So, how to fix that? Well, don’t replicate MTA features all over the place – use a local, per-user MTA, plus a mail queue, and have all those tools, and your MUA, use that. After playing with sendEmail a bit (and even adding TLS cert fingerprint verification), I re-discovered msmtp, which does one thing extremely well – sending email. Plus, it has built-in support for Gnome Keyring and the Mac OS X Keychain, so you neither have to constantly type your passphrase on the terminal, nor store it plaintext. And it does TLS validation, and also (optionally) fingerprint checking. And it comes with a script to manage a local, per-user mail queue.

Well, I didn’t so much like that script, for all the wrong reasons – mostly, I probably was looking for excuses to tear it down into pieces and hack up my own solution – being two much shorter (and admittedly almost feature-less) variants thereof, enqueue.sh and runqueue.sh. The former just grabs all command line arguments, plus all of stdin, and stuffs it into a maildir-like queue – employing another little gem called safecat. The latter periodically processes all files in the queue, and then calling msmtp using the canned args and standard input. And sleeps when you’re offline.

Have now happily configured all of mutt, caff and git-send-email to just use enqueue.sh as their “sendmail” equivalent -

~/.gitconfig:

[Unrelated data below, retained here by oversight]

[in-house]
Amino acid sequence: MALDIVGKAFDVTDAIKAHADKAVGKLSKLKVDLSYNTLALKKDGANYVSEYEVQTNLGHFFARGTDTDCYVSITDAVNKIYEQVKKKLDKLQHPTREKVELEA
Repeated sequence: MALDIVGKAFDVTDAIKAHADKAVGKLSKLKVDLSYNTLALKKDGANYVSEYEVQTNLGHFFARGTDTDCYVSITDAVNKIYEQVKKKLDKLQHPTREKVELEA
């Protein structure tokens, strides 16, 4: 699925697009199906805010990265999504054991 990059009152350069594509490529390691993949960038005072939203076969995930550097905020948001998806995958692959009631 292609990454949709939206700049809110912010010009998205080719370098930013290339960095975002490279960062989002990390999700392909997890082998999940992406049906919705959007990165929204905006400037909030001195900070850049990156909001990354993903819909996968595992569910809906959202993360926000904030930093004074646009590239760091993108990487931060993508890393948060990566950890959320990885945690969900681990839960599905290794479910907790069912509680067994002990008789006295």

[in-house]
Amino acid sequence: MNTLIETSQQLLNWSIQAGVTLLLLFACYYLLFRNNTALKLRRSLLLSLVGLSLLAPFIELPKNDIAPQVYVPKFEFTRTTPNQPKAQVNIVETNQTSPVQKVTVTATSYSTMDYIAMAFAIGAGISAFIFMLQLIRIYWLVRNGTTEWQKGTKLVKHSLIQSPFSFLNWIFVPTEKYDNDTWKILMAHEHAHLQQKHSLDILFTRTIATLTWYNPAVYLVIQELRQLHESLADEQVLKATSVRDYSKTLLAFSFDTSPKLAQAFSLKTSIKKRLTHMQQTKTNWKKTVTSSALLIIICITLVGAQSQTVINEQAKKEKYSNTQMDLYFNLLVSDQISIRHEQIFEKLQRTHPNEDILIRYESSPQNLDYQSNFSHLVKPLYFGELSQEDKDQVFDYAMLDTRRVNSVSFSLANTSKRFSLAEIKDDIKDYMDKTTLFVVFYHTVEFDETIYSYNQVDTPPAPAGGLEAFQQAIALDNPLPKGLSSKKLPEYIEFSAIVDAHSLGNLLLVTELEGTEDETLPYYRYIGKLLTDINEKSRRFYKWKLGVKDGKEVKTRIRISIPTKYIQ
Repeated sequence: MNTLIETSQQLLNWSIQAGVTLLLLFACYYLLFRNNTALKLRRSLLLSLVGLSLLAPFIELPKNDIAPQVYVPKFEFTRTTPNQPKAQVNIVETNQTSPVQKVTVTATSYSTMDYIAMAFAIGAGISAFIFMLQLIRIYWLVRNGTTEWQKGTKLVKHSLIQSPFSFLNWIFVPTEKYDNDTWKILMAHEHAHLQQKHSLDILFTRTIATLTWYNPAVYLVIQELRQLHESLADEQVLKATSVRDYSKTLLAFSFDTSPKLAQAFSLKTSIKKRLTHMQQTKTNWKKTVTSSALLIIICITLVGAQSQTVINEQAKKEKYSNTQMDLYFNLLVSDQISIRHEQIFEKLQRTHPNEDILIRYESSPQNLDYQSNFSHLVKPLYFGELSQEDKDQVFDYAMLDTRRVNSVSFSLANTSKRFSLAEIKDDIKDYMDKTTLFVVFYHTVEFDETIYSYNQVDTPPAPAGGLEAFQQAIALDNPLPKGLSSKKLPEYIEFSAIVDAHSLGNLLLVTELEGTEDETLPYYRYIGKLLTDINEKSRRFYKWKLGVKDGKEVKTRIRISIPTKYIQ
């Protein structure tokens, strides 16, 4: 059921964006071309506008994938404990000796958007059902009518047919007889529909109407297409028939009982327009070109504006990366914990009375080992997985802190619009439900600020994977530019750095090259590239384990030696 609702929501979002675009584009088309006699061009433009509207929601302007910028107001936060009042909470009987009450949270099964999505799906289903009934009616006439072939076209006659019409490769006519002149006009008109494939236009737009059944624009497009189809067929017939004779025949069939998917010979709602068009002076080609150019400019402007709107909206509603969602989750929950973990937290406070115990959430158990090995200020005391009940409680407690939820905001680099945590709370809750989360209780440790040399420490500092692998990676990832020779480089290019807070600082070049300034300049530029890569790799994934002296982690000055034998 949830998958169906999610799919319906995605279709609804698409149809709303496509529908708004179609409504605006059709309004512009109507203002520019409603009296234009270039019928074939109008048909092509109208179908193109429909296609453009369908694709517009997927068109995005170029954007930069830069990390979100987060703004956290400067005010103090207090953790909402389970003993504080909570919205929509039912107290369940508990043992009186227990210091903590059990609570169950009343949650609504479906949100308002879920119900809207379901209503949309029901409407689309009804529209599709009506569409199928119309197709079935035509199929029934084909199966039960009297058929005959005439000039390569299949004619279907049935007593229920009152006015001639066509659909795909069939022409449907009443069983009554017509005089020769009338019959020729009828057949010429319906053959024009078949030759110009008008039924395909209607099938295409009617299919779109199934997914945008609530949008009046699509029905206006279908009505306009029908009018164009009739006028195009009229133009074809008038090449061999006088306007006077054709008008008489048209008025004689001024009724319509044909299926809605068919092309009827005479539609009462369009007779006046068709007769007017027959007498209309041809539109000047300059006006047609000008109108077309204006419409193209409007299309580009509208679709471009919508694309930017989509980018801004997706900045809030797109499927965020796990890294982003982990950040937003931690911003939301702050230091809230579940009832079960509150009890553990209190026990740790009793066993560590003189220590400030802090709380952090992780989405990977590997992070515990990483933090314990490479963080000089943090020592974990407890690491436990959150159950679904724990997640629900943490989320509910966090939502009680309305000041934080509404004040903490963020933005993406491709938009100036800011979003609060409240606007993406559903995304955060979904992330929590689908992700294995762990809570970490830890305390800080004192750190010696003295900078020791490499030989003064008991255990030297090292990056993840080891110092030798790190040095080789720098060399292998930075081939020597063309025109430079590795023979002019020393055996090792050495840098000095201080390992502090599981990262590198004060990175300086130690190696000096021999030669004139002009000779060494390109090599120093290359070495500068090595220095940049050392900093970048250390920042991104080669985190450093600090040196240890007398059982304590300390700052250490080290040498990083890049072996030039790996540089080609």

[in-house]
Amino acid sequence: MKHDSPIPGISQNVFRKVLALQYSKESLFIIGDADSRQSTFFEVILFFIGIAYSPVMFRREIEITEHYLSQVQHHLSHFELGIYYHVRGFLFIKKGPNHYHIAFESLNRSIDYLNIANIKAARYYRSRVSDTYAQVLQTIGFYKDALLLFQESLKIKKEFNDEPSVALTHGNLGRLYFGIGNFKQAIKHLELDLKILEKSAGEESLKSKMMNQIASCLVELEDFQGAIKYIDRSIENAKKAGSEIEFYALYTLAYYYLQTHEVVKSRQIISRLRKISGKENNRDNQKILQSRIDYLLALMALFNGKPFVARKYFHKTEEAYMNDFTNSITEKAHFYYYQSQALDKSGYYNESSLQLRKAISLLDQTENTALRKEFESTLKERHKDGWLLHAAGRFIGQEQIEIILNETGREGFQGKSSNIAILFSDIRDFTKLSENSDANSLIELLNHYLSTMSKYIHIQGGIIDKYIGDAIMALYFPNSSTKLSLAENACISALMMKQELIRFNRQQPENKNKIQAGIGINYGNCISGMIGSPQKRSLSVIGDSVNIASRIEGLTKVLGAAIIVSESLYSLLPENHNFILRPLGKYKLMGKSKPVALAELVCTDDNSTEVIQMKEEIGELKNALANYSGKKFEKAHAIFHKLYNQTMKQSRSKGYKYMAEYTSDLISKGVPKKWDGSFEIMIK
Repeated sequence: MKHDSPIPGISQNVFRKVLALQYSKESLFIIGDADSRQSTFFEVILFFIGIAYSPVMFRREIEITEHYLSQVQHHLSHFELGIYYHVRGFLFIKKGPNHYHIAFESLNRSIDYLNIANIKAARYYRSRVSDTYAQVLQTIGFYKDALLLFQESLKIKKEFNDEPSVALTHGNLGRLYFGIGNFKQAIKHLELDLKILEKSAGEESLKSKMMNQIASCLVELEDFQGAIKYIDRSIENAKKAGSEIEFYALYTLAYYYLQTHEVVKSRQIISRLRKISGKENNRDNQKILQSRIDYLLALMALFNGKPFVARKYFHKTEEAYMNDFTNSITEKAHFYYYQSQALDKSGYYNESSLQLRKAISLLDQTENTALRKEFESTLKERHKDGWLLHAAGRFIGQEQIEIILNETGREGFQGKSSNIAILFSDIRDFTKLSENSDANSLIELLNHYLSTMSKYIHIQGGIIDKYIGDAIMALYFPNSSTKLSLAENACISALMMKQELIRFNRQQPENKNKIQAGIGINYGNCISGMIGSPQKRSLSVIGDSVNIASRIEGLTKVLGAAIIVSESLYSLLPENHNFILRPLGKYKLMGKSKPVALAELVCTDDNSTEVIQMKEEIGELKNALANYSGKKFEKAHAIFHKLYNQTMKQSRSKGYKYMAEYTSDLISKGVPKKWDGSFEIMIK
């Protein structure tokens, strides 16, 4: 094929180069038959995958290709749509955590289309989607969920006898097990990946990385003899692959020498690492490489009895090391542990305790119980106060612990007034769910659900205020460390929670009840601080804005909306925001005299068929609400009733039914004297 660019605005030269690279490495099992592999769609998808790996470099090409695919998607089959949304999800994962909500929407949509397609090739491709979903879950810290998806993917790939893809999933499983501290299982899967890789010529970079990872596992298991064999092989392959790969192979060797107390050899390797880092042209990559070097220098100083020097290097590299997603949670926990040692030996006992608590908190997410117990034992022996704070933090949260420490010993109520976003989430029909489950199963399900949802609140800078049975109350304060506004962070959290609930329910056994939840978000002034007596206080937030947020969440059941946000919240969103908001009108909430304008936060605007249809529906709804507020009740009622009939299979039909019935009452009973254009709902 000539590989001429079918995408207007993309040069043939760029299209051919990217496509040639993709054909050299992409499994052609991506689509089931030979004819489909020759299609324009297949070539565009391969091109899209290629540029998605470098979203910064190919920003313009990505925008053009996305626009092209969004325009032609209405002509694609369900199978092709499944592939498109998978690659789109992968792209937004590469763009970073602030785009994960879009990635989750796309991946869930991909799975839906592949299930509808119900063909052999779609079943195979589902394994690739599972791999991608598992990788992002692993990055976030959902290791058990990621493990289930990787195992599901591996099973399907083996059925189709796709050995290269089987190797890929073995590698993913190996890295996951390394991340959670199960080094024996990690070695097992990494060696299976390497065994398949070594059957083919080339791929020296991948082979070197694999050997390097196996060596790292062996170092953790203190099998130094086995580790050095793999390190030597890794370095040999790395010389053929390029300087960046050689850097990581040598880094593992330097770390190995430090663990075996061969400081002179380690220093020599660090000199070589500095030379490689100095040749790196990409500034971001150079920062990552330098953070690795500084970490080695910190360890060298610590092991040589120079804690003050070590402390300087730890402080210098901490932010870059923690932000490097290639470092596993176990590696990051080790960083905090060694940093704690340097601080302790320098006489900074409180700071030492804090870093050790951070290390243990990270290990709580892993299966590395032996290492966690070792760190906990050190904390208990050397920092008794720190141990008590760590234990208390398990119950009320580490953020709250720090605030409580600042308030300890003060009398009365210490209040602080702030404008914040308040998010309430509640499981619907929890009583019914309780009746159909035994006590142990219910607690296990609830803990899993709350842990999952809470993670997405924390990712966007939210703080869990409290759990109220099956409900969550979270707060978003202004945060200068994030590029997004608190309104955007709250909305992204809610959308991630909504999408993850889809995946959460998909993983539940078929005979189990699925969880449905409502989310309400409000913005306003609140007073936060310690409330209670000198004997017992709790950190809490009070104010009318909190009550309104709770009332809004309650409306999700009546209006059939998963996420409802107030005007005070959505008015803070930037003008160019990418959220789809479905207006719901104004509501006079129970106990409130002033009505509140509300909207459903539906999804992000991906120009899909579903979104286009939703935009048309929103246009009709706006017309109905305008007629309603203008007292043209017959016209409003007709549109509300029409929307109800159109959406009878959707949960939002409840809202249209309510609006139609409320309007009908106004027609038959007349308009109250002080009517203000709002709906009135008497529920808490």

[sendemail]
	envelopesender   = Thorsten 
	smtpserver       = /home/me/bin/enqueue.sh
	aliasesfile      = /home/me/.mutt/aliases
	aliasfiletype    = mutt

~/.caffrc:

 $CONFIG{'mailer-send'} = [ 'mailer', 'enqueue.sh -a gmail -f mail@for.me -- ' ];

~/.muttrc

 set sendmail="enqueue.sh -a gmail "

There were two rather minor bumps, first was a missing safecat for opensuse – I resuscitated an old spec file from cthiel, and added it to my opensuse buildservice repo. Debian of course has a package. Next was that opensuse’s msmtp did not have gnome keyring support enabled, presumably because it drags in some subset of the gnome stack as requirements. Naturally, on my desktop system, that’s an ignorable concern, so that’s now forked and added to my buildservice repo, too.

Thanks to private and corporate sponsors, and most of all because of so many enthusiastic volunteers, LibreOffice had a presence on this years FOSDEM and the CeBIT 2011 trade fair.

Green people manning the LibreOffice FOSDEM booth

Although both events are almost diametrally different, in both audience and recommended attire, there was a common trait – the interest and support we received for LibreOffice was immense. On FOSDEM, we had a table right between CACert and FSFE, in the entrance area of building H (one of the best places, I gather). Kendy and Bubli had brought boatloads of LibreOffice tshirts and jumpers from Prague, that we collectively lugged to the booth & almost fully sold over the weekend. Lots of people wearing green, suddenly.

hackers at the libreoffice booth

On Sunday, there was a LibreOffice devroom, among many others, with a talk from yours truly about Impress hacking.